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  Understand Group by in Django with SQL

Since I never really managed to think about aggregations in term of ORM rather than SQL, I'm practicing and summarizing here the examples described in the interesting article Understand Group by in Django with SQL by Haki Benita, where QuerySets and SQL are put side by side.

How to Use Aggregate Function

sql:

SELECT
    COUNT(id) as total
FROM
    auth_user;

python:

from django.db.models import Count

queryset = (User.objects
    .aggregate(
        total=Count('id'),
    )
)

The aggregate() function accepts an expression to count.

In this case, we used the name of the primary key column id to count all the rows in the table.

The result of aggregate is a dict, and the name of the argument to aggregate becomes the name of the key:

{"total": 891}

Annotations

Annotates each object in the QuerySet with the provided list of query expressions.

An expression may be

  • a simple value
  • a reference to a field on the model (or any related models)
  • or an aggregate expression (averages, sums, etc.) that has been computed over the objects that are related to the objects in the QuerySet.

Each argument to annotate() is an annotation that will be added to each object in the QuerySet that is returned.

See:

https://docs.djangoproject.com/en/2.0/ref/models/querysets/#annotate

How to Group By

We usually want to apply the aggregation on groups of rows:

sql:

SELECT
    is_active,
    COUNT(id) AS total
FROM
    auth_user
GROUP BY
    is_active

python:

queryset = (User.objects
    .values(
        'is_active',
    )
    .annotate(
        total=Count('id'),
    )
    .order_by()
)

To produce a GROUP BY we use a combination of values and annotate:

- values('is_active'): what to group by
- annotate(total=Count('id')): what to aggregate

The order is important: failing to call values before annotate will not produce aggregate results.

Interaction with default ordering or order_by()

When not requiring a specific ordering, we always add an empty ordering list (.order_by()) to prevent possible interactions from a model’s Meta.ordering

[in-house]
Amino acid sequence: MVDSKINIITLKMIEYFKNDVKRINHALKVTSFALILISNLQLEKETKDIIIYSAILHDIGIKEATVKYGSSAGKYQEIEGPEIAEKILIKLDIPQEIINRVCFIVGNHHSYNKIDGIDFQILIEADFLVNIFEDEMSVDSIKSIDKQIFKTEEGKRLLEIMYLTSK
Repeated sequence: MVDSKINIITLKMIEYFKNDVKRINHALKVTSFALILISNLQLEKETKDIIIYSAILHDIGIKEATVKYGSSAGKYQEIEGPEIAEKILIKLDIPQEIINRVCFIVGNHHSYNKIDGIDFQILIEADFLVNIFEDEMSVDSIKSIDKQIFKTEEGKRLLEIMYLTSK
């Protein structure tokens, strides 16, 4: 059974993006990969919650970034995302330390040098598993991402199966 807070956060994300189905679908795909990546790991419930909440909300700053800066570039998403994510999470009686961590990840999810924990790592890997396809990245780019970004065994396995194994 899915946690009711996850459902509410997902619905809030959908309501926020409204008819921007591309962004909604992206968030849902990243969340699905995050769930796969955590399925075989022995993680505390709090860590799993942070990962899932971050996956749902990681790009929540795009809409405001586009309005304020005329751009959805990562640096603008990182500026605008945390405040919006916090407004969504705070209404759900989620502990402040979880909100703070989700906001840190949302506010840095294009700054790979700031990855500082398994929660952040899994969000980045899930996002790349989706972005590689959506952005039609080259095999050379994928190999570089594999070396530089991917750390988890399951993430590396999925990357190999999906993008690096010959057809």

Fields that are mentioned in the order_by() part of a queryset (or which are
used in the default ordering on a model) are used when selecting the output
data, even if they are not otherwise specified in the values() call.

These extra fields are used to group “like” results together and they can make
otherwise identical result rows appear to be separate.

This shows up, particularly, when counting things.


Notes:

- Deprecated since version 2.2
- Starting in Django 3.1, the ordering from a model’s Meta.ordering won’t be
  used in GROUP BY queries, such as .annotate().values()
- Since Django 2.2, these queries issue a deprecation warning indicating to
  add an explicit order_by() to the queryset to silence the warning

See:

  https://docs.djangoproject.com/en/3.0/topics/db/aggregation/#interaction-with-default-ordering-or-order-by

How to Filter and Sort a QuerySet With Group By

You can use filter() ans order_by() anywhere in the query:

sql:

SELECT
    is_active,
    COUNT(id) AS total
FROM
    auth_user
WHERE
    is_staff = True
GROUP BY
    is_active
ORDER BY
    is_active,
    total

python:

queryset = (User.objects
    .values(
        'is_active',
    )
    .filter(
        is_staff=True,
    )
    .annotate(
        total=Count('id'),
    )
    .order_by(
        'is_staff',
        'total',
    )
)

Notice that you can sort by both the GROUP BY key and the aggregate field.

How to Combine Multiple Aggregations

To produce multiple aggregations on the same group, add multiple annotations:

sql:

SELECT
    is_active,
    COUNT(id) AS total,
    MAX(date_joined) AS last_joined
FROM
    auth_user
GROUP BY
    is_active

python:

from django.db.models import Max

queryset = (User.objects
    .values(
        'is_active',
    )
    .annotate(
        total=Count('id'),
        last_joined=Max('date_joined'),
    )
    .order_by()
)

How to Group by Multiple Fields

To group by multiple fields, list these fields in values()

sql:

SELECT
    is_active,
    is_staff,
    COUNT(id) AS total
FROM
    auth_user
GROUP BY
    is_active,
    is_staff

python:

queryset = (User.objects
    .values(
        'is_active',
        'is_staff',
    )
    .annotate(
        total=Count('id'),
    )
    .order_by()
)